The E-Myth: Why Most Small Businesses Fail, & What You Can Do About It
Tell me if this story sounds familiar.
My friend Tom is a gifted carpenter. After working for 15 years as the lead project manager for a contractor who built & renovated houses, he decided to go out on his own. He’d learned everything there was to learn about a building site and managing a construction job, and grew tired of making lots of money for someone else.
Within six months he’d eaten through all the money he’d put aside to start the business, and was now dipping into his 401K. Within a year he was putting major charges on his credit cards and paying the monthly minimum, incurring debt at 20% interest.
All this and he couldn’t understand why his business was failing. He’d landed a bunch of jobs early on and they were all going well. The workmanship was solid, his customers were happy; in short everything about the building of houses was going smoothly. The business, however, was heading over a cliff.
Feel free to insert any other job into the above scenario, and it’s always the same. Lawyer, architect, graphic designer, web developer, event producer, etc. We all know people in our industry who are good at what they do, really good in some cases, and fail miserably when they go out on their own. We look at their work, and wonder, “how on earth is this guy NOT successful?”
On the flip side, we see people who are mediocre at best at their craft, but who are very successful at running their businesses. We look at their work and think, “how on earth IS this guy successful?”
The answer to both scenarios is neatly encapsulated in an eye-opening book called “The E-Myth Revisited”, by Michael Gerber. It’s often one of the first books I recommend to business owners I consult for, as it’s easy to read and never fails to produce a ‘Eureka!’ moment.
Gerber’s tenet is basically this: There is a big difference between being good at a craft, and being good at the business of selling and providing that craft. Too often people assume that if they’re good at being carpenters, or event planners, they should be able to run a business a carpentry or event planning business. Sadly, those skills do not run hand-in-hand and are completely unrelated.
The easiest way to see this is in sports. Pat Riley and Phil Jackson, two of the most successful coaches in NBA history, were mediocre players at best, in their day. Isaiah Thomas, a hall of fame point guard for the Detroit Pistons, is only one of numerous all star players who failed miserably at running a team. (I will never forgive him for wrecking my beloved NY Knicks).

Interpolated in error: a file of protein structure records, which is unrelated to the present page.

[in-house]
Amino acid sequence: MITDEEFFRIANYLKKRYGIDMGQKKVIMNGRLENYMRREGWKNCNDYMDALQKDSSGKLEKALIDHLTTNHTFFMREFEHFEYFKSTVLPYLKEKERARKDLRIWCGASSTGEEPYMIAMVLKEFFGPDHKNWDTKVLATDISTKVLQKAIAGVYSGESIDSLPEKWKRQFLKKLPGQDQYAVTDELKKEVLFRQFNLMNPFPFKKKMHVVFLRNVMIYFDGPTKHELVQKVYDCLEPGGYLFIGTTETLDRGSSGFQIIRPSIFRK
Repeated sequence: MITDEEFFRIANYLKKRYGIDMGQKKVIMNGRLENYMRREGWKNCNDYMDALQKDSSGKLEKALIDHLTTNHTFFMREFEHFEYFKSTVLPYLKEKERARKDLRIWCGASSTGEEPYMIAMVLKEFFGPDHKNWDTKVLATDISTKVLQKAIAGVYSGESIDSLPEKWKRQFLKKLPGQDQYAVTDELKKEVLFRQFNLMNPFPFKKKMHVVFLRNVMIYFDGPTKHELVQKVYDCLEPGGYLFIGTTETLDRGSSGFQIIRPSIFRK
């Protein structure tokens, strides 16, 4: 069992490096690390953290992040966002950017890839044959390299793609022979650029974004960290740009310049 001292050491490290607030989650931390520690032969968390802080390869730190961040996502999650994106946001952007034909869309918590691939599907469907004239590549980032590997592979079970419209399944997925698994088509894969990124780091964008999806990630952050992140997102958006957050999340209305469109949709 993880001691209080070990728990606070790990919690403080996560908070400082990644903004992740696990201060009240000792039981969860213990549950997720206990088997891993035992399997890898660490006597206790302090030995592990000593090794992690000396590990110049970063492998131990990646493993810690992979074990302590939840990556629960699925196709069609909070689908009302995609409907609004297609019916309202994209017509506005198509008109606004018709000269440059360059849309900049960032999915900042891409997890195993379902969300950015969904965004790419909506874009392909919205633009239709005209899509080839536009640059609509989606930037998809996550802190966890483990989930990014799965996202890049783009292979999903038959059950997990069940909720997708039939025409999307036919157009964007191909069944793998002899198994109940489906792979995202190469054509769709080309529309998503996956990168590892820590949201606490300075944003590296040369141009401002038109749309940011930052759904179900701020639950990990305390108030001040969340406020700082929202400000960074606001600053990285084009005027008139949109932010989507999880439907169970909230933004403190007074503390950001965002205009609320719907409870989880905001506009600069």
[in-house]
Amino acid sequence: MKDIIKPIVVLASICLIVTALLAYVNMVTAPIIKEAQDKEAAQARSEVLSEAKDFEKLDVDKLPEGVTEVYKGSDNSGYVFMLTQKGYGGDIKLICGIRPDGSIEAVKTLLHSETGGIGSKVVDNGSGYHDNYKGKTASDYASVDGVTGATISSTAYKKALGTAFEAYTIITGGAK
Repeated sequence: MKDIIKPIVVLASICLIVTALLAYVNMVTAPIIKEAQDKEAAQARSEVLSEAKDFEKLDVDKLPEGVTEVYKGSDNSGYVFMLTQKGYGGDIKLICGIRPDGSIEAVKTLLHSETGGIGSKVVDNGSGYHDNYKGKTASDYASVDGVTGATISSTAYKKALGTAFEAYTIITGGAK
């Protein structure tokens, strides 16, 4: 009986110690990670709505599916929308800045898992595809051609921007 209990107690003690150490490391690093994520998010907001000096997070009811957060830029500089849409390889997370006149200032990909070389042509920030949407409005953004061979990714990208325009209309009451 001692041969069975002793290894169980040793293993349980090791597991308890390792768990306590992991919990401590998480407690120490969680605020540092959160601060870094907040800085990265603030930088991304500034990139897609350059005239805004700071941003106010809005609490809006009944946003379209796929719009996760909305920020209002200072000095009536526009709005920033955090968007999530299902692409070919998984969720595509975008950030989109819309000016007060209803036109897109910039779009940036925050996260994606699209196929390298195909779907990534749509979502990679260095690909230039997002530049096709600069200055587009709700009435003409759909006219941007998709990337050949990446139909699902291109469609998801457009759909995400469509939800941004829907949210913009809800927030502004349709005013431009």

What’s the difference in doing something and running a business? There’s lots; financial planning, personnel management, pricing, marketing, etc. Probably the most common areas I’ve seen people fall short are:
1) in managing their pipeline of developing new business. They get absorbed in producing events for their clients, and put off going after new ones until its too late.
2) in properly pricing their services to allow for the time it takes to operate the business. Too often they assume they can do X number of events a year, because that’s what they did when they worked for someone else, and forget to factor in the time it takes to run the business.
The first step is simply the realization that different skill sets are required between doing the craft and running the business, and it’s hard to do both, even if you’re good at both.
One successful example in our industry was Sarah Merians Photography, which for most of its 20 years or so in business was the dominant event photography company in the NYC area. The firm was a partnership between Sarah Merians, who was the photography expert, and Elizabeth Beskin, who was the business expert. Though they recently went their separate ways, with Elizabeth focusing on Fifth Avenue Digital (the corporate and online end of the business), and Sarah keeping the social end of the business, their partnership was something I always admired, and stands as a case book example of how a craft expert brought in someone else to focus on the business needs of the company.
At the end of the day, my belief is that a good business person will trump a good craft person, which is why you see people with mediocre event skills sometimes be quite successful in business. The key is identifying which side of the spectrum you’re good at, and making sure you fill in the other side with someone who complements your skills.